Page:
Playwrights: David Rogers and Amanda Rogers; Songwriter: Gregg Opelka. At: Theatre at the Center, 1040 Ridge Road, Munster, Indiana. Tickets: 219-836-3255 or www.theatreatthecenter.com; $40-$44. Runs through: Aug. 10
Many theater aficionados bemoan how so many new musicals are adaptations of films with household names. So you can guess how negatively they might react to the news that the 1960s TV sitcom The Beverly Hillbillies has just been turned into a stage musical.
I must admit that I didn't have high hopes going into The Beverly Hillbillies, The Musical in its world premiere production at Theatre at the Center in Munster, Ind. Alas, the show didn't exceed my already lowered expectations, despite the very high caliber of the cast involved.
If you've missed The Beverly Hillbillies in its perpetual state of TV syndication, then you'll need to know that it's all about the extended Clampett family who become instant millionaires off of their oil-rich land in the Ozarks. Each week, the Clampetts' backwater antics would be played for laughs when contrasted with the modern conveniences and morays of their new home in Beverly Hills, California.
The biggest problems with this musical Beverly Hillbillies have to do with its shoddy script and score structure. The late playwright David Rogers and his daughter, Amanda Rogers, are responsible for the musical's book, which features far too many minor characters and subplots for comfort. It's as though the Rogers tried to cram in at least four Beverly Hillbillies episodes into one show, leaving most of the characters underdeveloped and thinly drawn.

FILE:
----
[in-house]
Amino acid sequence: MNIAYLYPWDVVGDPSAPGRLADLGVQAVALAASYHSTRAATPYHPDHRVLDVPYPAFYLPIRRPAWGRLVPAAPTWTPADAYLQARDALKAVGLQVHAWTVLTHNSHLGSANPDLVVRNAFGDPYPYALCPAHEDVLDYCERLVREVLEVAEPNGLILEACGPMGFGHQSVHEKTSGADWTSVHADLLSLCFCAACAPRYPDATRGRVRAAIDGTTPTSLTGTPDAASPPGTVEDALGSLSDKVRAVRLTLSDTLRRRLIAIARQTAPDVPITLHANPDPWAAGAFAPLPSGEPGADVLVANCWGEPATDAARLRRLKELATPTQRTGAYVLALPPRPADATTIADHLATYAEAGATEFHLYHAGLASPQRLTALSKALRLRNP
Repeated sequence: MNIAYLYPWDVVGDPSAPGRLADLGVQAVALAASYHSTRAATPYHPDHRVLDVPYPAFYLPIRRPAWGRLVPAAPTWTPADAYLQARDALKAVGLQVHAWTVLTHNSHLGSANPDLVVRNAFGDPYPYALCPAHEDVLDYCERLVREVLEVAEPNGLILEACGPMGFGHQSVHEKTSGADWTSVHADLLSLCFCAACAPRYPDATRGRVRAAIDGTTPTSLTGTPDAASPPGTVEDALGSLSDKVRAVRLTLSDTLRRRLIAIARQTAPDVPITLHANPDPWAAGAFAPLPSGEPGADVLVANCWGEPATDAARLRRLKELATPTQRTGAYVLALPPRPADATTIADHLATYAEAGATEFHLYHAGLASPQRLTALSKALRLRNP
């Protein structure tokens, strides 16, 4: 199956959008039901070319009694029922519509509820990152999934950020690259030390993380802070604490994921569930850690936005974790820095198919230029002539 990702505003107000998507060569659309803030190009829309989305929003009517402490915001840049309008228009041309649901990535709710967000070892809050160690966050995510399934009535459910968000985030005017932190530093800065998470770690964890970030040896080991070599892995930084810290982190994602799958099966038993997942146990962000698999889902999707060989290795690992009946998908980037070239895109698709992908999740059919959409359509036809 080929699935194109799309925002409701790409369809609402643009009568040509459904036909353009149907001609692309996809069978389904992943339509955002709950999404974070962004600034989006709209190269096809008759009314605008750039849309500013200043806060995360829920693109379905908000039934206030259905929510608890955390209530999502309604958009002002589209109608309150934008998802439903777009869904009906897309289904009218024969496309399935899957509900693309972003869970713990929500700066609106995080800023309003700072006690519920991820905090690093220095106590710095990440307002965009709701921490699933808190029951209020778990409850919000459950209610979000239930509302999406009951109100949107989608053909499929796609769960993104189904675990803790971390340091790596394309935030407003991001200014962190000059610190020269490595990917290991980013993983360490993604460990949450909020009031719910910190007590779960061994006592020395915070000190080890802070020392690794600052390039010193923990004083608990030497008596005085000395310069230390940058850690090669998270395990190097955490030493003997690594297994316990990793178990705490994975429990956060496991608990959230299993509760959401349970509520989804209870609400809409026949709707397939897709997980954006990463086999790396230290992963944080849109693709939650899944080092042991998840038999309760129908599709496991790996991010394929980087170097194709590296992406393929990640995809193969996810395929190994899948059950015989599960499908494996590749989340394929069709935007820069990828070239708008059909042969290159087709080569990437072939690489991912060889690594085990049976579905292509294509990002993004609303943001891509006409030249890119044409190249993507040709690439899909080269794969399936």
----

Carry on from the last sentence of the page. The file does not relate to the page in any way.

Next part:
The haphazard script also hampers the score by Jeff Award winner Gregg Opelka. Although Opelka provides a number of catchy songs, their placement throughout the show often frustratingly holds up the actionparticularly in the Act II pursuit of two blackmailers on the run played by Bernie Yvon and Colette Todd. Other times, the songs give a wrong-headed impression about the musical's tone and direction.
For example, Opleka opens the show with an "I want" song that spells out a personal dilemma for the cute-as-a-button Elly May, fetchingly played by Summer Smart. Great as the song may be, it's misleading because Elly May soon recedes into the background as other less-significant characters start taking precedent over what we assumed would be her significant journey through the show.
Despite the sketchily drawn characterizations and clumsy plot mechanics, The Beverly Hillbillies at least receives a grand production at Theatre at the Center. Set designer Ann N. Davis' mansion set is handsomely ornate, while director David Perkovich deserves credit for assembling a talented cast that includes Kelly Anne Clark as Granny and Jim Harms as Jed.
Unless it receives a major structural overhaul, don't expect to see The Beverly Hillbillies, The Musical headed for Broadway any time soon. Go only if you're a die-hard fan of the original TV series and if you want to see characters like Granny or Jed sing.